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Shadows of the Damned

Taking the Mikami.

There are many different examples of Shadows of the Damned repainting routine game mechanics with its lewd, puerile brand of creativity. There's the portal positioned over a call-girl's eager crotch on a billboard that must be climbed into to progress to the next area. Or the sex line you call in order to have your pistol, dubbed the "boner", upgraded to a "big boner" by having a girl talk dirty to it. Then, of course, there's the bridge of tits. It's a bridge that is made out of tits.

But perhaps nothing better exemplifies Shadows of the Damned's ability to make vulgar absurdity somehow relevant than than the person of William, a one-eyed levitating fish-bat who is so alarmed every time you enter his vicinity that he drops a flaming turd before tearing off down the street. It's a one-note scatological gag - but it's one with a higher purpose. The trail of smoking dung serves to show you the areas you've already explored, creating a stinking, gleaming light trail behind you.

Flammable excrement is the first of a great many childish, yet somehow endearing jokes that litter this EA-published collaboration between No More Heroes' Goichi Suda, AKA Suda51, and Resident Evil 4's Shinji Mikami. The story itself is a dark twist on convention, playing on gaming's proto-plot: rescue the girl from the kidnapper's castle. (Called Paula, she almost shares a name with Donkey Kong's proto-damsel, Pauline.)

But as you might expect from Suda, the mind that brought us Killer7, the girl - a leggy, heroin-chic-thin lady who wears frayed lingerie - is no princess, while the hero, who calls himself Garcia F**king Hotspur, is no squat plumber. Shadows of the Damned's reddish hell-world shares no likeness with the pea-green hills of the Mushroom Kingdom; for one thing, it's partially made of tits. But while the details may be different, the structure is familiar: boss fight follows exploration follows boss fight.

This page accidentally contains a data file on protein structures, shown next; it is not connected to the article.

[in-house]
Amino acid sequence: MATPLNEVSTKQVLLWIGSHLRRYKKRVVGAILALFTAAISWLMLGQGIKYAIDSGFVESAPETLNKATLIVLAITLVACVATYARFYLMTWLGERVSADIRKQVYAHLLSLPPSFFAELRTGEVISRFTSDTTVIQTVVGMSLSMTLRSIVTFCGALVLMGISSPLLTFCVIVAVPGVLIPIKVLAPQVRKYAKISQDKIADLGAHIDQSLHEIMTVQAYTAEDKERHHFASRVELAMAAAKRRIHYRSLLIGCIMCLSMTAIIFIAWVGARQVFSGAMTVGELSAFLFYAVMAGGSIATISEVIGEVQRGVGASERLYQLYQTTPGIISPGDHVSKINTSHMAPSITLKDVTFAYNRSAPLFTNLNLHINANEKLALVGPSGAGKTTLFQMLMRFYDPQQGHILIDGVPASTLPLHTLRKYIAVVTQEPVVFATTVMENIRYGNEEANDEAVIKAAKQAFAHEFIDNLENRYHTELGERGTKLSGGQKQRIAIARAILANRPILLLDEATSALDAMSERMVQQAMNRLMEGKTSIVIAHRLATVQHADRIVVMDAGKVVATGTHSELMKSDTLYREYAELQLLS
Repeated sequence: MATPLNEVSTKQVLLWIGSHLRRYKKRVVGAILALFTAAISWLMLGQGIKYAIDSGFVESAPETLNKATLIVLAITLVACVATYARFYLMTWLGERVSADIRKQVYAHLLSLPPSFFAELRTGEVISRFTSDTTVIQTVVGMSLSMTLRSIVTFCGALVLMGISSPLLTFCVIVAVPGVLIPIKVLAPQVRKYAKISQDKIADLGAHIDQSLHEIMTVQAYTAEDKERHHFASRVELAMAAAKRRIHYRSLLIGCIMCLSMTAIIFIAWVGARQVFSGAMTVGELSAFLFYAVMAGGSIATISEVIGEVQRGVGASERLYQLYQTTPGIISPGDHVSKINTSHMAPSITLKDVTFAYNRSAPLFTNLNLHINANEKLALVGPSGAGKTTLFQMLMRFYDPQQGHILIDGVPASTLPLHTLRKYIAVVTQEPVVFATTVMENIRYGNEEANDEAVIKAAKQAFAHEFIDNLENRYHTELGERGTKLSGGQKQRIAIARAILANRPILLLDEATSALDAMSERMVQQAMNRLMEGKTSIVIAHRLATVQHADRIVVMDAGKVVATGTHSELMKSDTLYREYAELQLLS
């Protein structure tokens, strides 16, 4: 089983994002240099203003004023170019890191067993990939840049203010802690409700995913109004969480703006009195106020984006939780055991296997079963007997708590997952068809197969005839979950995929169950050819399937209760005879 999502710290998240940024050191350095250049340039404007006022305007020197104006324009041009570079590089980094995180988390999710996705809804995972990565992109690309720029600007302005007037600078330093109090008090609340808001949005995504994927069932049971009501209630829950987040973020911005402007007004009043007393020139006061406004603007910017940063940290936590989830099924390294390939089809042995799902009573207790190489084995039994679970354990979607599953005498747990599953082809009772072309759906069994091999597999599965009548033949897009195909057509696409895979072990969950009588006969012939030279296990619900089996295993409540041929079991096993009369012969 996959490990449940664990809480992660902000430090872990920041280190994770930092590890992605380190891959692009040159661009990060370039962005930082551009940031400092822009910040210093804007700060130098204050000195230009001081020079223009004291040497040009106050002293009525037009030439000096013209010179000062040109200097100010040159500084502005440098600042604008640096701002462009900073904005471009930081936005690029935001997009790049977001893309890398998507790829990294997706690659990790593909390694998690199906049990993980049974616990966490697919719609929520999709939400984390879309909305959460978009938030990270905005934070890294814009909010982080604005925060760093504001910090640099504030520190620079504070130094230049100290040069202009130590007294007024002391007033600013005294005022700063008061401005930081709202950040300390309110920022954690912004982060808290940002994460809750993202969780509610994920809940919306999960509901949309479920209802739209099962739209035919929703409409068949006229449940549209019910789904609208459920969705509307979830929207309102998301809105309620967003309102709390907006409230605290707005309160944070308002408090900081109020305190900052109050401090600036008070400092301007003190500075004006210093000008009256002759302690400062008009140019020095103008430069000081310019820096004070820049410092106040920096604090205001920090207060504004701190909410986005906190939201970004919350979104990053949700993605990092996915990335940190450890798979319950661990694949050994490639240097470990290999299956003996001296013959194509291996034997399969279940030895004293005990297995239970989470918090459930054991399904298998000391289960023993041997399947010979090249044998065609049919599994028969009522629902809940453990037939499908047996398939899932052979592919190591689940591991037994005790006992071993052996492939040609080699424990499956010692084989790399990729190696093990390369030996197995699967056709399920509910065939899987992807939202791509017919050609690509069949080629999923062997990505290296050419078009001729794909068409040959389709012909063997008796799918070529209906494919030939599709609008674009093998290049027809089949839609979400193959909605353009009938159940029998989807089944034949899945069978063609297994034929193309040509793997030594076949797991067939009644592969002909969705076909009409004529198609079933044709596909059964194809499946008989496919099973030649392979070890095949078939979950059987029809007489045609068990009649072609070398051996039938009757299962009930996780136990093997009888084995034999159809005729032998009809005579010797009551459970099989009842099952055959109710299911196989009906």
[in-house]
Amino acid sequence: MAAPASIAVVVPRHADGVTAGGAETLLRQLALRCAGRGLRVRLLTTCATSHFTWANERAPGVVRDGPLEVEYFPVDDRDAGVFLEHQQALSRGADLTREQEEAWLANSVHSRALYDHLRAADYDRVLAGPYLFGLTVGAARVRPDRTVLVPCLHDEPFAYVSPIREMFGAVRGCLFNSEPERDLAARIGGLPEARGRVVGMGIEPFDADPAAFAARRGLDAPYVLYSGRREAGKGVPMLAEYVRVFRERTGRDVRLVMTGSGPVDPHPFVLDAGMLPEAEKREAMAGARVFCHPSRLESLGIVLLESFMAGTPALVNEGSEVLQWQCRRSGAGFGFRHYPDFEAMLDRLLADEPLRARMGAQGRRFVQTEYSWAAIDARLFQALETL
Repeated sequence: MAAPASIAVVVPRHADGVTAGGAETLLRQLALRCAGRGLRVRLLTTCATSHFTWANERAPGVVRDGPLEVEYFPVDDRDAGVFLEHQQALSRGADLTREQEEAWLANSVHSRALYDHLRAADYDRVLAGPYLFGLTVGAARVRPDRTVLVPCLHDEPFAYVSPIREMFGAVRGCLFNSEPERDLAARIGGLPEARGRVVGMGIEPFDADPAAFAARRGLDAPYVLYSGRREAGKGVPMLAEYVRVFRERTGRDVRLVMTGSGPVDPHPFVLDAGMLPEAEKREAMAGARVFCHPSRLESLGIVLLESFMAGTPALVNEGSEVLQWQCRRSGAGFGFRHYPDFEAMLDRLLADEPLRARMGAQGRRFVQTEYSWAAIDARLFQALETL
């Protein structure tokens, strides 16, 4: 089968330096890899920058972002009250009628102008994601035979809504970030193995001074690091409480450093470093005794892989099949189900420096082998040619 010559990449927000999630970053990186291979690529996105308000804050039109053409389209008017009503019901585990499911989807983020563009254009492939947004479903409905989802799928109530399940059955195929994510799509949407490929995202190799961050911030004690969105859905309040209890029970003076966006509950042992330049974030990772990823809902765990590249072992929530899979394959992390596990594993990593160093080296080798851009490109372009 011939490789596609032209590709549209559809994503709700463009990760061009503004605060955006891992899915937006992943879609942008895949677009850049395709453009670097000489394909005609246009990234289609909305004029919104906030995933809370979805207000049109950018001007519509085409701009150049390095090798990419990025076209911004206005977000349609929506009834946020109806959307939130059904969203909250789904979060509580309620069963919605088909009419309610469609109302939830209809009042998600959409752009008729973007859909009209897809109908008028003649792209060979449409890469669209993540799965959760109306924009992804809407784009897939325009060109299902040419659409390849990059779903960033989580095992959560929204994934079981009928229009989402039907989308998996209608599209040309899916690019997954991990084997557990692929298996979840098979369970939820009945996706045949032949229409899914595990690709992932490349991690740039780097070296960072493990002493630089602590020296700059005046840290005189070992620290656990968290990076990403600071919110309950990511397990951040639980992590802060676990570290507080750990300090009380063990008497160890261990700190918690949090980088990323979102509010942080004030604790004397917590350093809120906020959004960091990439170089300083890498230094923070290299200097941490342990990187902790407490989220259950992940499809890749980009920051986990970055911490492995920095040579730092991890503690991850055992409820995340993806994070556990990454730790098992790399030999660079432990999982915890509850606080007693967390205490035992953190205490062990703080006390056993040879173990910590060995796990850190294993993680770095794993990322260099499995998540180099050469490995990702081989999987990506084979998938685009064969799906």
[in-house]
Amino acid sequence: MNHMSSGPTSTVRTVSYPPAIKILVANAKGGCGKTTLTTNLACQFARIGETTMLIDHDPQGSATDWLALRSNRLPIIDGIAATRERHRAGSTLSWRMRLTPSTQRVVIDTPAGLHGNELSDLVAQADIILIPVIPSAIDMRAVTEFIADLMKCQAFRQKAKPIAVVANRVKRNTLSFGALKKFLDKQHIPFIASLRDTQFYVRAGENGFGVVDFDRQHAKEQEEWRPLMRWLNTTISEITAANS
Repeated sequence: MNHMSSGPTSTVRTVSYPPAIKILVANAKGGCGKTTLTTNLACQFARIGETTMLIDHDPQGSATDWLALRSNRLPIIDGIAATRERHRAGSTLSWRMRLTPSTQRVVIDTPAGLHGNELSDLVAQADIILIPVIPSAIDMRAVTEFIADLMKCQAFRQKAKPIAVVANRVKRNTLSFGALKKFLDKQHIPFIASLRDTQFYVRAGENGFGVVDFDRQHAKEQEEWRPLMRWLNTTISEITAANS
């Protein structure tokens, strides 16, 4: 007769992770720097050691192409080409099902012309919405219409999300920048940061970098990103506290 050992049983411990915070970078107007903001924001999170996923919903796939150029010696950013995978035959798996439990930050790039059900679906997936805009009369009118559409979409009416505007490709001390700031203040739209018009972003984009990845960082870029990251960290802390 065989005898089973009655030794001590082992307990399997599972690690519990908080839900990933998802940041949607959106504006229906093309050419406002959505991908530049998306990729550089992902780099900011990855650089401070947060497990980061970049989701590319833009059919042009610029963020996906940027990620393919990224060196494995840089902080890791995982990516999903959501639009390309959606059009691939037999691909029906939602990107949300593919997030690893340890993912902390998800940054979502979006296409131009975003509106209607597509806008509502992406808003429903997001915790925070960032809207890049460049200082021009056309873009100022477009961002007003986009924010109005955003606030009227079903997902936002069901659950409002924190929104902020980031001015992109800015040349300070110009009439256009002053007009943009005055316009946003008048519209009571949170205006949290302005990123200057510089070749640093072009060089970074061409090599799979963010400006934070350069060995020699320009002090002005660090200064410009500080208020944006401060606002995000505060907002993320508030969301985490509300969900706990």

Still, the devil is in the detail, and it's here that Shadows of the Damned strikes originality. The horrors of hell are approached with a gurning smile. There are grotesque cherubim that serve as locks on doors, which must be fed fruit or brains before they'll open; there are lumbering bipedal monsters that wear crimson red gas masks as headshot protectors, and minotaur demons that pepper their death speeches with poor puns.

Shadow of the Damned doesn't hold back when it comes to conjuring Dante-esque dioramas of the grotesque, with entrails spilling from doorways and monsters that make their stage appearance by bursting through the translucent skin of a woman. But the dreadfulness is softened in every scene with a clutch of knob gags, or freaks that speak with plum English accents. It's as if Bayonetta had been produced by Terry Gilliam, the effect being that the horror is robbed of shock and transformed into black comedy.

Shadows of the Damned's first 15 minutes.

Much of this humour stems from the protagonist, Hotspur - a character who's one part No More Heroes' Travis Touchdown, two parts Speedy Gonzalez - and his side-kick Johnson, a miniature talking skull who can transform into a motorbike, pistol, shotgun, machine gun or flaming torch at the squeeze of a button. The pair jostle their way through hell, wise-cracking to one another with a stream of jokes that miss more often than they hit.

From time to time, the dialogue slips from near-knuckle innuendo to weird unpleasantness (one Johnson soliloquy about how a certain strip club's girls used to give him the best fellatio until he boned them all in the eye sockets sticks, er, in the mind). But nonetheless, Suda51's idiosyncratic dialogue still manages to set the journey apart from the flock of third-person shooters that litter the contemporary video game landscape, and as such is always interesting, even when it's not very good.

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Shadows of the Damned

PS3, Xbox 360

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About the Author
Simon Parkin avatar

Simon Parkin


Simon Parkin is an award-winning writer and journalist from England, a regular contributor to The New Yorker, The Guardian and a variety of other publications.